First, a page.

We’ve made a bit of headway in the last couple of weeks. Josh has begun CADing a mechanical design for the frame of the robot. We received a couple of important product donations. We’ve also decided to develop a backup microcontroller system to the NI myRIO system using Stellarisware launchpads from TI.
Our goals for the design of the robot’s frame are that it be modular and allow for easy access and removal of components. Here is Josh’s current design, still in progress:
We’ve received two major product donations in the last couple of weeks. The first is a SICK LiDAR unit from AutonomouStuff:
According to the manual, it should provide range sensing information on a plane with 100 degrees field of view. Although we’ve been able to power it, we’ve been having some trouble communicating with it because it isn’t responding to serial commands. We’re currently debugging the problem with AutonomouStuff.
The second donation was a smacking new GNSS unit from Trimble, the BD982:
Jimmy and I were recently able to use the unit’s Ethernet interface to obtain fairly accurate GPS coordinates from holding up the antennas in the ENS parking lot. We’re currently planning to use the Ethernet interface to programmatically receive coordinates as well.
Last meeting, we decided to begin to build a back-up microcontroller system using StellarisWare launchpads. Kevin Gilbert has taken on the job of duplicating last year’s Cypress PSoC interface on the launchpad boards, building on top of the Rasware library we wrote this summer for the boards, which uses our custom power-regulating boosterpack.
In the last month or so, we’ve been ironing out our initial software design. Here are our goals and requirements for the software system:
- Platform: ROS Groovy on Ubuntu Linux. ROS provides a large amount of useful packages, drivers, and community support. ROS is only fully supported on Ubuntu Linux.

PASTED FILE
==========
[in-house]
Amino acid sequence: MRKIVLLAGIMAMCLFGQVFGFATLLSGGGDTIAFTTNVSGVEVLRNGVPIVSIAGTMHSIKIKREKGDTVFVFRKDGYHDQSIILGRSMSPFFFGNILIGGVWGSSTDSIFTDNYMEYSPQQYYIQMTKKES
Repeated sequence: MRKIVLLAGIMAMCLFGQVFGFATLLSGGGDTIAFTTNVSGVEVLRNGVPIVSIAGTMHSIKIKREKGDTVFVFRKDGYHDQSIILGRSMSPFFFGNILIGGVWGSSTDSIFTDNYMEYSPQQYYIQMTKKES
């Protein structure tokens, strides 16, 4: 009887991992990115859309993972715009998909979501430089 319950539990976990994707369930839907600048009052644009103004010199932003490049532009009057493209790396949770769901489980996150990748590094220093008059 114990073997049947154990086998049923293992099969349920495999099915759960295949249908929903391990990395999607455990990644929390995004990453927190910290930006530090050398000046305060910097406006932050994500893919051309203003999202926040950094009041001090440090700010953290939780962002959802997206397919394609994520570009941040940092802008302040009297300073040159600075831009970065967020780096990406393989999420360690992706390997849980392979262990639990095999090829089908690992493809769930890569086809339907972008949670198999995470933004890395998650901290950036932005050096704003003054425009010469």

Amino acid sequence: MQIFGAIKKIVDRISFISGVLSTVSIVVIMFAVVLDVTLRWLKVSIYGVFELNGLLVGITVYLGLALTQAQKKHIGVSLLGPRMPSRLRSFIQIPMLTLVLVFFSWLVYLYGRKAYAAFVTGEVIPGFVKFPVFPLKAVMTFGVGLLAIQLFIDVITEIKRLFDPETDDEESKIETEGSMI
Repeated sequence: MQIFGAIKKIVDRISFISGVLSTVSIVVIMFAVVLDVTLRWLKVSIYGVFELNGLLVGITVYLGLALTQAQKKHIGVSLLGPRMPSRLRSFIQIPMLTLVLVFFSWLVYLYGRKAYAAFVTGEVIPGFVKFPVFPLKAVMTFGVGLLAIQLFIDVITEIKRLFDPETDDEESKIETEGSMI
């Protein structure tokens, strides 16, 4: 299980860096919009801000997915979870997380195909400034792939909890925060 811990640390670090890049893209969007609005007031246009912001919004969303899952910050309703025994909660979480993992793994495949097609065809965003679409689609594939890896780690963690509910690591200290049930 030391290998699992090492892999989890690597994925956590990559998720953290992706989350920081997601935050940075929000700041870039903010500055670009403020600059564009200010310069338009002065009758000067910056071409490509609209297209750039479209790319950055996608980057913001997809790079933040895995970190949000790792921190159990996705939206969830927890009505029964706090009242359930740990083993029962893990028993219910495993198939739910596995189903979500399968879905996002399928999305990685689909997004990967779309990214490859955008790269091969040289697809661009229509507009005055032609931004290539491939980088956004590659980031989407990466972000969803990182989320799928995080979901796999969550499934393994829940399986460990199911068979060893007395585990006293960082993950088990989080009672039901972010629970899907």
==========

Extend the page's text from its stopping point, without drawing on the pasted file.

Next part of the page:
- Executive pattern: an overseeing executive program should decide high-level actions and delegates subproblems to separate programs. This way, it is easier to separate decision making code from navigation and sensor processing.
- Planning: some degree of mapping and planning needs to be used instead of an exclusively reactive approach to navigation. By planning a path, the robot won’t get stuck or make incorrect decisions to satisfy short-term conditions.
- Support for simulation & recorded data: to make testing easier, all data processing, algorithms, and decision making should be able to run in a simulated environment or run on previously recorded data without having to be modified.
- Driver abstraction & modularity: data streams from redundant sensors for localization and environment modeling should be easily added and removed with minimal system changes. We may add or remove sensors several times, but this process should be simple and the rest of the system shouldn’t have to be extensively updated everytime it happens.
- Design clarity: the spec of individual programs in the system should be clear enough that developers can know what to code from reading the spec, and testers should be able to test those programs from reading the spec.
With those goals in mind, we’ve come up with this diagram describing the interaction between ROS nodes (programs), topics (data pipes), and services (remote procedural calls). The diagram is described in more depth on this document, which is still being completed.
Now that the design is more or less finalized, we are ready to begin software development using bagged data from last year and simulation for testing.